Most search analysts know of Baidu as “the Google of China” and associate the same importance with Baidu that Google has in the US. This equivocation is understandable since it is easier to relate the unfamiliar to the familiar, but when attempting to construct a holistic China digital marketing strategy, this tunnel vision can hamstring performance if ranking on Baidu is unsuccessful.
Search engine algorithms are built to answer what people are searching for when heavy volume, critical keywords are searched. Search marketing anticipates user interest and ensures relevant information is available to be found through search engines. Search marketers in the West typically focus on Google as the main search channel for digital marketing. However, when the conversation is about a robust and arguably more dynamic market like China, the clever marketer has to keep in mind certain idiosyncrasies.
Learning from Google Results
Answering the question of what people are searching for should not be particularly difficult. We do, after all, spend every day working with search engines. Search engines use the massive amount of data collected to inform their rankings in a statistical attempt to answer the what question. For search marketers, the search engines themselves should be a starting point of reference.
When checking for the keyword “smartphone” on Google, it is obvious that Google attempts to answer this question in a variety of different ways.
In the search results, Wikipedia stands high as might be expected. News, reviews, images, best cell phone lists, smartphone carriers, smartphone brands, and web portals are all sitting elbow-by-elbow in organic search. On its front page, Google has clearly provided half a dozen answers to half a dozen questions. As search marketers, barring divine insights, we can only assume that Google has intentionally constructed this index because these are answers that people are most likely to be seeking when typing in the keyword “smartphone.”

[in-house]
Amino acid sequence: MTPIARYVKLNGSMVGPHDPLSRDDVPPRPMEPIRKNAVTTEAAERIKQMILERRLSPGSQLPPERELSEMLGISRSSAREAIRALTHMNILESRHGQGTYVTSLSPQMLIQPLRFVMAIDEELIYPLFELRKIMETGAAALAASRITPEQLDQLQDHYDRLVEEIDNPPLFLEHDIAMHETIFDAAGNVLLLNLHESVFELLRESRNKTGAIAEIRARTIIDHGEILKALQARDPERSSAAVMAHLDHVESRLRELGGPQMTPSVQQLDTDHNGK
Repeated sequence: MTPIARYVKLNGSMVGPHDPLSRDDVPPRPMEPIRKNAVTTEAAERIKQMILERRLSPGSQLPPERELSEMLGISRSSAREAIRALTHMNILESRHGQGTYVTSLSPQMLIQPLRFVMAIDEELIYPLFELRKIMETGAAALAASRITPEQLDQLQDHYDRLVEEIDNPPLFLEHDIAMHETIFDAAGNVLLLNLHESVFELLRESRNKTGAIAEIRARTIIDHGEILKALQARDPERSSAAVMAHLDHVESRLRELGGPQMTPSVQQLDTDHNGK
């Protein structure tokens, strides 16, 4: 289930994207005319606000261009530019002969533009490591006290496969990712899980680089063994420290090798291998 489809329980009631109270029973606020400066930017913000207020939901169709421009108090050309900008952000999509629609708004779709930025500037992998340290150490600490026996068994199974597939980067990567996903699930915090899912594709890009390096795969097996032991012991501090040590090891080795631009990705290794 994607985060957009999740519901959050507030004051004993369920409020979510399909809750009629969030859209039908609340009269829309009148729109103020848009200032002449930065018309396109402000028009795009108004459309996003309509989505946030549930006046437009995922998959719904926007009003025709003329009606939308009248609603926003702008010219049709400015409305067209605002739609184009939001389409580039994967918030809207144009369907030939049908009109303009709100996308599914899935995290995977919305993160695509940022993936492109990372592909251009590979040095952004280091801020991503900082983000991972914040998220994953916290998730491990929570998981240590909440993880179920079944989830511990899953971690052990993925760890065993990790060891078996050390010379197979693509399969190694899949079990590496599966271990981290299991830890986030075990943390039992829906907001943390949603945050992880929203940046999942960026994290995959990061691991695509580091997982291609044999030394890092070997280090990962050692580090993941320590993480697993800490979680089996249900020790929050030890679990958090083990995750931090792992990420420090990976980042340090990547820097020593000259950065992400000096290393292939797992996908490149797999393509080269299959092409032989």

Learning from Baidu Results
When marketing in China, the clever search marketer has to consider the same question, “What are the questions Chinese consumers ask when they perform a search on Baidu?”
Does Baidu really live up to the expectation that it is similar to Google in the way it answers user queries? Finding this answer is simple enough. A quick check on Baidu for ‘????’, which is the localized translation of “smartphone” in simplified Chinese, yields what the paw print of the East considers important.
There are immediately evident differences. Google offers 10 organic placements in addition to leads that keep the user within Google. Of Baidu’s top 10 organic results, four links lead back to Baidu’s ecosystem (Baike, Weigou, Gouwu, and Image). Baidu Gouwu and Weigou are related to ecommerce. (They translate to “buy” and “group buy,” respectively.) Baidu Baike is China’s version of Wikipedia, and Baidu Image is for images.
Zol is an ecommerce site and its interactive card sits in the top position for “smartphone” in Chinese. Zol appears again to rank in the fourth position, occupying valuable shelf space for an extremely high volume keyword that has more than 600,000 searches per month.